Brooke Reid Roberts
Independent Events Manager
We feel fortunate to have so many remarkable colleagues here at the MMRF. From scientists to educators to business leaders, each member of our team is contributing to our mission of accelerating next generation multiple myeloma treatments to extend patients’ lives in pursuit of a cure. We want you to get to know some of these people too — what they do and why they love it — which is why we’ll be featuring their stories in our blog. Here, meet Brooke, and find out why she thinks she has the best job in the world!
My story basically begins on my 41st birthday, as I was driving to meet my husband for lunch in Boca Raton, FL where we lived. I got a call from Dr. Paul Richardson at Dana Farber that my numbers, taken from my bone biopsy a few weeks earlier in Boston, indicated I had Smoldering Myeloma. They really should preface these conversations with – “are you in a safe place” – since I almost then drove into a tree. I pulled off the road and he proceeded to tell me the scary statistics about being high risk, the rate of progression, survival, next steps. I was in a fog. All of this from a yearly physical and blood test from my GP where my protein levels were off. I really felt fine but had a few too many colds that winter in Florida and my amazing GP, Dr. Theodore Raptis, thought I should look into it further. From there I was sent to a hematologist and then to Dana Farber in Boston, thanks to my dear sister who headed up my personal research team.
As I always hear people say – nothing can prepare you for these calls in life – especially on your birthday. Obviously, I thought of my two children who were 4 and 10 at the time and also my husband, who is now my ex-husband. I am a glass half full type but this news threw me for a loop. From that moment forward it is a blur. I started IV Zometa (bone strengthening treatments) monthly and went through many tests and was closely monitored. I fell into a new normal. I tried to keep the fear at bay for the sake of my kids and then my ex-husband got a new job in New York City and moved up north. Long story short – the kids and I moved a few months later so that they could be closer to their Dad and since I was originally from CT and had family here, it made sense. Also, if I were to get sick I didn’t want to be so far from family or from a major myeloma center.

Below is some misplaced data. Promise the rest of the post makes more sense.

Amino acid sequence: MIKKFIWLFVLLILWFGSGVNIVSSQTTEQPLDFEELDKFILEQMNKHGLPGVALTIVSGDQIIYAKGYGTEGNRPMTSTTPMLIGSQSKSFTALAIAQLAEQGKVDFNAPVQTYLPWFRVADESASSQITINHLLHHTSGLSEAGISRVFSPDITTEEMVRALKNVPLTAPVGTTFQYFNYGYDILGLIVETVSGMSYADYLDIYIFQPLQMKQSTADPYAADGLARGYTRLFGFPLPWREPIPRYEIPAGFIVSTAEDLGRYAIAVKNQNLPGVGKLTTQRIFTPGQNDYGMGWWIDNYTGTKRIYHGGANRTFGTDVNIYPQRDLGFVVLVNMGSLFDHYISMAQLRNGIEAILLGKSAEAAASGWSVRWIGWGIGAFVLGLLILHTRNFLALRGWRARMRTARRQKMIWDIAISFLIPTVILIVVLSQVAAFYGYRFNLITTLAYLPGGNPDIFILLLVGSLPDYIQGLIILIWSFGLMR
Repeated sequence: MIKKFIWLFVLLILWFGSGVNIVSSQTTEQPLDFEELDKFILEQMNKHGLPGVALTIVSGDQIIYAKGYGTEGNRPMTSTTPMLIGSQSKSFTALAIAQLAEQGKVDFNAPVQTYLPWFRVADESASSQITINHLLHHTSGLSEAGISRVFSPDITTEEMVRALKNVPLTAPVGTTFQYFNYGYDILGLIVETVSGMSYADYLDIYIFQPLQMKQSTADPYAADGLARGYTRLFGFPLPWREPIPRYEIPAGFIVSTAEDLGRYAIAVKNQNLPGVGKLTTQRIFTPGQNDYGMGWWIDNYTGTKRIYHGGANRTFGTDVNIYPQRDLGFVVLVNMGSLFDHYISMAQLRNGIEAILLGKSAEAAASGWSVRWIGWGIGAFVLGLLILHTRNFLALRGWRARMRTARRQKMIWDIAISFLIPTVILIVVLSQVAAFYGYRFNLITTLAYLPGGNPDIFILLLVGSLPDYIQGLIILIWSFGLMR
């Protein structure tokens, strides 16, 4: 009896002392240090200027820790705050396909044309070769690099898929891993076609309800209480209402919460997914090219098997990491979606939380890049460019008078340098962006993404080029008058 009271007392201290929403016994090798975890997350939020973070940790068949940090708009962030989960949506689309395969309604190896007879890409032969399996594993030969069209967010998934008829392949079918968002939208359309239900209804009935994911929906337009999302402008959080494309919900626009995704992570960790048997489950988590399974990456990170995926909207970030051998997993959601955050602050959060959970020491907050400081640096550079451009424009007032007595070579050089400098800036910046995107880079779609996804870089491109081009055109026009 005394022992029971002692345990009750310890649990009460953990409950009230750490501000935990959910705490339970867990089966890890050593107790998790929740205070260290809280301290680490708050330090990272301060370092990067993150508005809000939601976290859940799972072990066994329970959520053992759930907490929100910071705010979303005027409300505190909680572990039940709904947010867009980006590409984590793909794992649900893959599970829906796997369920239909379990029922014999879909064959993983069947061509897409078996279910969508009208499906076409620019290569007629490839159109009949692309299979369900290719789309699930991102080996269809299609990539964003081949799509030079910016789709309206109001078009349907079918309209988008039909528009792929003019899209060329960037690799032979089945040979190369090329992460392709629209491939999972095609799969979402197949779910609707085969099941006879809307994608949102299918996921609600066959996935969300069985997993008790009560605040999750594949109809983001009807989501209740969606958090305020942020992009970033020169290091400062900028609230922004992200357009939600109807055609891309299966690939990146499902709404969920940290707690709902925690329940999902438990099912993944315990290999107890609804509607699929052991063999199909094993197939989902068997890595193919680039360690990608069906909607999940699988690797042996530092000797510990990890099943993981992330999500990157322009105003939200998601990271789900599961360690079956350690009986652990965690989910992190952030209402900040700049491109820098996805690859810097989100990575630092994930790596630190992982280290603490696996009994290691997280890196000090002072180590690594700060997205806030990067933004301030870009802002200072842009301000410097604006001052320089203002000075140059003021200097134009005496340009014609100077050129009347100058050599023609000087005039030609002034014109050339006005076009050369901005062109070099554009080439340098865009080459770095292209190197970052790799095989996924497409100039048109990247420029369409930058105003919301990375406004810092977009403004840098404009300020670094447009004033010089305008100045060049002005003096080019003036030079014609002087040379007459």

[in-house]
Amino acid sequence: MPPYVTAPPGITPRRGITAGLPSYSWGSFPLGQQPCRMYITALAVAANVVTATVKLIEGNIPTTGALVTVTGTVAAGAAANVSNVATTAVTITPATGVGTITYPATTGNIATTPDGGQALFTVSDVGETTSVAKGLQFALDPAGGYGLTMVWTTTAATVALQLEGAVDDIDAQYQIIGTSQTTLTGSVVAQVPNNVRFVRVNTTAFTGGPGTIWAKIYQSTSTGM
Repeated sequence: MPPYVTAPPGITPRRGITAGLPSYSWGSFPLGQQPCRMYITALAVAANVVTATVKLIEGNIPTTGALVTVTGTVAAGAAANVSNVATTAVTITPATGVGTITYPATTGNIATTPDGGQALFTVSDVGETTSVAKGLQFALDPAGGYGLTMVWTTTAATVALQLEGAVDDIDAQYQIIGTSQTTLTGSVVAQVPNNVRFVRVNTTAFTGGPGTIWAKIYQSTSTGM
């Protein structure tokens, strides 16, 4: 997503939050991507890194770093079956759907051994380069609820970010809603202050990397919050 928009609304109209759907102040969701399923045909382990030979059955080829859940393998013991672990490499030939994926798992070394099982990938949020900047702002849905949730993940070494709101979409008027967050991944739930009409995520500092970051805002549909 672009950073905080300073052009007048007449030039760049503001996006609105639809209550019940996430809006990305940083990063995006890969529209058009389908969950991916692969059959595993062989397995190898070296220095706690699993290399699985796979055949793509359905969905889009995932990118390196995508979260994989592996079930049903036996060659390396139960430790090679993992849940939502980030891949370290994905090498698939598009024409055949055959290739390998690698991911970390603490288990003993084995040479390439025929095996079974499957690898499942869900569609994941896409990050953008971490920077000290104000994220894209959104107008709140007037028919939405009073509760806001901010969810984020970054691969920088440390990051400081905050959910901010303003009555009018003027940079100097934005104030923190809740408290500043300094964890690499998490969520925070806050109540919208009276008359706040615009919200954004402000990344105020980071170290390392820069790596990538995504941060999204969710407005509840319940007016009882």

Living in a new town and getting settled I set out to make connections and went to the MMRF who had been so helpful to me when I was diagnosed. Boom – I ended up being offered a job in events, which was my background. As Manager of Independent Events I travel and work with amazing folks who create their own events to help the MMRF raise awareness and funds. All of their stories are so inspiring, most are patients or patient families and they are the true warriors. It is an honor to work with them each year. When I started at the MMRF, this program had about 50 events and raised about $500,000 and now seven years later this program has over 90 events and raises over one million a year.
The MMRF focus is on collaboration, helping patients find the right path in their myeloma journey, encouraging patients to share their data, and creating a large and innovative data bank to further accelerate new drugs into the clinic and one day find a cure. This was and is revolutionary.
Seven years later I thankfully remain stable and closely monitored by both Dr. Richardson and Dr. Michael Bar at Bennett Cancer Center at Stamford Hospital. I consider this whole ordeal a blessing. Not only did it give me a deep appreciation for life and how precious it is, but I was able to take this diagnosis, make sense of it and help make a difference with a foundation that is setting the gold standard in cancer research. There are so many more options for treatment with myeloma now. I am now confident that if I do progress that there will be a new therapy that will knock it down and out quickly, and for good.
– Brooke Reid Roberts